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Lessons from Don Pelts; My Mentor, Friend and Founder of Corky’s

Michael Attias May 21, 2013

So the story goes…

A high tech entrepreneur was interviewed by The Wall Street Journal about his rags to riches story. The reporter wanted to know how he went from bankrupt to billions.

“My business was on the verge of bankruptcy. I had payroll to meet, so I took the last five thousand dollars we had and flew to Vegas. I played blackjack and at one point was within two thousand dollars of making payroll.

My luck quickly changed for the worse. In less than two hours I had lost it all!

I went to the bathroom, but didn’t have the quarter needed to use the stall. I asked a man outside the restroom, if he’d mind giving a quarter to use the restroom. Quarter in hand, I was just about to put it into the stall door, when the door next to me swings open. The guy coming out holds the door open and told me to save my quarter.

I come out of the bathroom, take my last quarter and put it into a slot machine. I pull the handle and hit the million dollar jackpot.

I was able to fly home, make payroll and have enough to invest back into the business to make it the billion dollar success it is today.”

The Wall Street Journal reporter asked, “Wouldn’t you like to meet the man who gave you that quarter?”

The billionaire replies, “No. I’d really like to meet the man who opened the door for me.”

Don Pelts, my mentor, friend and founder of Corky’s Bar-B-Q was “the” guy who opened the door for me. Last Wednesday, May 15, 2013, Don died of a heart attack at 72. I would love to share with you the impact he had on my life and so many more.

Donald  Pelts

I grew up around the corner from Don and Linda Pelts. Though his son Barry and I were not big buddies growing up, I do remember the Pelts’ treating me to dinner at their first barbecue restaurant, The Public Eye.

Fast forward to college. Don had a vision to create a new barbecue restaurant in East Memphis. He rented a recently defunct barbecue joint and built Corky’s. His vision was to serve great barbecue while playing the 50’s music he grew up listening to, in an atmosphere of rough sawn wood and plenty of neon.

Don hired me to wait tables about nine months after he opened Corky’s. I remember the early years. You could have blasted a shotgun across the dining room at eight o’clock and not hit a soul.

It didn’t take too long for the place to catch on. By the time I graduated college, the restaurant was closing on a wait every night. If I made less than a hundred bucks on a shift, it was an oddity.

I was first exposed to the importance of catering at Corky’s. They did a ton of drop-off catering, as well as, full service events.

As much as Don liked me, I’m sure he thought I was a pain in his ass. Hardly a day went by that I didn’t have an idea to make the place better. Many of them he adopted. The rest of the time he had to manage my enthusiasm.

While at Corky’s I asked why we didn’t have software to keep up with our catering business. It was crazy to always have to ask regular customers for their complete contact and billing info. Robbie, the general manager, spent an hour each afternoon calculating food production.

You could say the first seeds for Restaurant Catering Systems, catering software for restaurants, were planted back at Corky’s. I just didn’t know a thing about programming.

Two ideas that Don paid me to implement were his gift certificate program and overnight rib shipping via FedEx. For the gift certificate program, I designed the table tents, a large lobby sign and the certificates themselves.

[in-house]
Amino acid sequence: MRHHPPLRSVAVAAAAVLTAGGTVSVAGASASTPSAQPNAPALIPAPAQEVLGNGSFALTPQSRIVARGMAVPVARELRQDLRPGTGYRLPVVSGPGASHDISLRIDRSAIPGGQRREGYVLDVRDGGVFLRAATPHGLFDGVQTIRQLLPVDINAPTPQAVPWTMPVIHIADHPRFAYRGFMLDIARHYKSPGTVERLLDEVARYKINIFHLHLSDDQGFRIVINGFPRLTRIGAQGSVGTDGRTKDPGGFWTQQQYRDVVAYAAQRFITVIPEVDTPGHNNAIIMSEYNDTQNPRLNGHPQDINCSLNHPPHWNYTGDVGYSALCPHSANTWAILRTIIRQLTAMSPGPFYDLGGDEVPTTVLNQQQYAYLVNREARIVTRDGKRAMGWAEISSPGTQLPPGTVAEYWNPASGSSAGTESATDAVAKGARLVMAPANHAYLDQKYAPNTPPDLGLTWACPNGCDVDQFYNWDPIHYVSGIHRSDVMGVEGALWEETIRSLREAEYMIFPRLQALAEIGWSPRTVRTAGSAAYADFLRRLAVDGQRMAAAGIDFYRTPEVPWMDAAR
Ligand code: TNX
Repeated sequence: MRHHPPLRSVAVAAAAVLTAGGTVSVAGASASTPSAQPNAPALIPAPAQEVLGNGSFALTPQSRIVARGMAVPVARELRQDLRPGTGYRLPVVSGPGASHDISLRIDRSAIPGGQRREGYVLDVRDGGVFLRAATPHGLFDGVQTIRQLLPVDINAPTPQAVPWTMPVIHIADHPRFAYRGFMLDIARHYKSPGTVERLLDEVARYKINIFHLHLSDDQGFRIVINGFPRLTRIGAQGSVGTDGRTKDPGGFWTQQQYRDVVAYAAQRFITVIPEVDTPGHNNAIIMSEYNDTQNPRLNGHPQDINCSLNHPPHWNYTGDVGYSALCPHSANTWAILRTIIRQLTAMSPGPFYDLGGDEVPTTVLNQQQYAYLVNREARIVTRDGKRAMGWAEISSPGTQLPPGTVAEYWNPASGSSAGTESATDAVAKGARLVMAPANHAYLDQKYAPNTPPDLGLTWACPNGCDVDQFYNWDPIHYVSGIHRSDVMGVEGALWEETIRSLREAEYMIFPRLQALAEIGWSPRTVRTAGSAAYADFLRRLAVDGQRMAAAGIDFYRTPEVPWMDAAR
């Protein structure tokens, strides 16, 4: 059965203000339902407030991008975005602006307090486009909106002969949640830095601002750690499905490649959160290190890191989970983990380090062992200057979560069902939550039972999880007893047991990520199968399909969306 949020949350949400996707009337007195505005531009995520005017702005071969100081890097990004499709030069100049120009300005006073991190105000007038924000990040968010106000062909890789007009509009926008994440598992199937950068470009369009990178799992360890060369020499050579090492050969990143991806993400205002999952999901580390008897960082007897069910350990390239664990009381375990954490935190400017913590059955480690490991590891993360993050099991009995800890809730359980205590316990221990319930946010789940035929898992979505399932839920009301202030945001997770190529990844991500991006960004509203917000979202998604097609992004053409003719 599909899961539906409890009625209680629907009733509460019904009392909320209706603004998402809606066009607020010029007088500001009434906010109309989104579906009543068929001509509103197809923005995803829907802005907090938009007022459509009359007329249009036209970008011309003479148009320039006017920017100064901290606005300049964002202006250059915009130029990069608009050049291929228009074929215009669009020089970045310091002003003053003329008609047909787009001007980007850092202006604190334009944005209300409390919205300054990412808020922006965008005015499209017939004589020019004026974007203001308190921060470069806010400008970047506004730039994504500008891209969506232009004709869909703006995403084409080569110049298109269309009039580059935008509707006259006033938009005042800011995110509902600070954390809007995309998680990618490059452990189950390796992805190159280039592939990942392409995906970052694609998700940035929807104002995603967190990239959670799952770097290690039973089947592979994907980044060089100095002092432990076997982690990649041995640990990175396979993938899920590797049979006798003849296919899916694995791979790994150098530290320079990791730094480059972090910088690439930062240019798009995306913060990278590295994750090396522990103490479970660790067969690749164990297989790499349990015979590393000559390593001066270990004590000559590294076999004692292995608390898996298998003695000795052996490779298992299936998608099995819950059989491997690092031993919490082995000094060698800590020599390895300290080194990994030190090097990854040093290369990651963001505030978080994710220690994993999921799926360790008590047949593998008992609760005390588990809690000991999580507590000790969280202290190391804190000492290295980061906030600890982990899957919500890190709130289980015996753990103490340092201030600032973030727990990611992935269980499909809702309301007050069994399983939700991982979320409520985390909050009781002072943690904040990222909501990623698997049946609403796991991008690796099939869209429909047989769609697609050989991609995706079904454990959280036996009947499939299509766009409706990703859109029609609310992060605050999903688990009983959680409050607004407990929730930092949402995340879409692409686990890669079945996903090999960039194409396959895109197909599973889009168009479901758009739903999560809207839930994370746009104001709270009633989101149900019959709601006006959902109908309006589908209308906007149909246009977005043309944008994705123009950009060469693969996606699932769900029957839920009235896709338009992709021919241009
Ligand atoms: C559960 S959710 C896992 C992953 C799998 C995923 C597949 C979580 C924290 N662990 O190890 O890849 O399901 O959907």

I had no idea how to FedEx ribs, so I called the owners of The Rendezvous, a Memphis institution first known for shipping ribs. I played the college student doing research for a paper. It’s amazing how much help a business owner will give a college kid. It was enough to get Corky’s rib shipping off the ground.

I can’t take credit for the multi-million dollar success overnight shipping became for Corky’s, but I am proud of helping it get started.

Don was a larger than life character in an unassuming package. If you saw Don walking down the street, he looked like a regular guy, a cool version of a nerd. I remember him giving me the keys to his old Corolla and asking me to drop off an order. As I put on the brakes, his signature bottle of Old Spice rolled out from under the driver’s seat. That was Don.

Don was the cheerleader of Corky’s. Don taught me the importance of food quality. He or a manager expedited every plate. If it wasn’t perfect, it didn’t make it to the customer.

We coined the motto at my Corky’s, “If in doubt, don’t send it out.” I could tell from ten feet, just by looking, if the food was good enough.

I could spend hours writing about the early days of Corky’s. There are enough stories, friendships, memories and restaurant drama to make a great sit com.

The one thing Don really had was compassion. He’s the only man who would hire back employees who had wronged him. Don knew the one of the keys to success was retaining great employees. He built a very loyal team over the years.

Fast forward to the fall of 1991. I was married for a little over a year. I had my first job out of college selling archive storage and had just bought a house.

I was not excited about selling storage for old boxes of records and my sales showed it. My boss at the time, Russ Petty, had a heart to heart with me. Did I need another month to turn things around?

No. I told him to fire me.

Russ was kind enough to let me resign and give me a month’s severance. I packed up my belongings in a small records box and walked to my car, got in and cried. I had no idea what I was going to do. I had a wife and a home.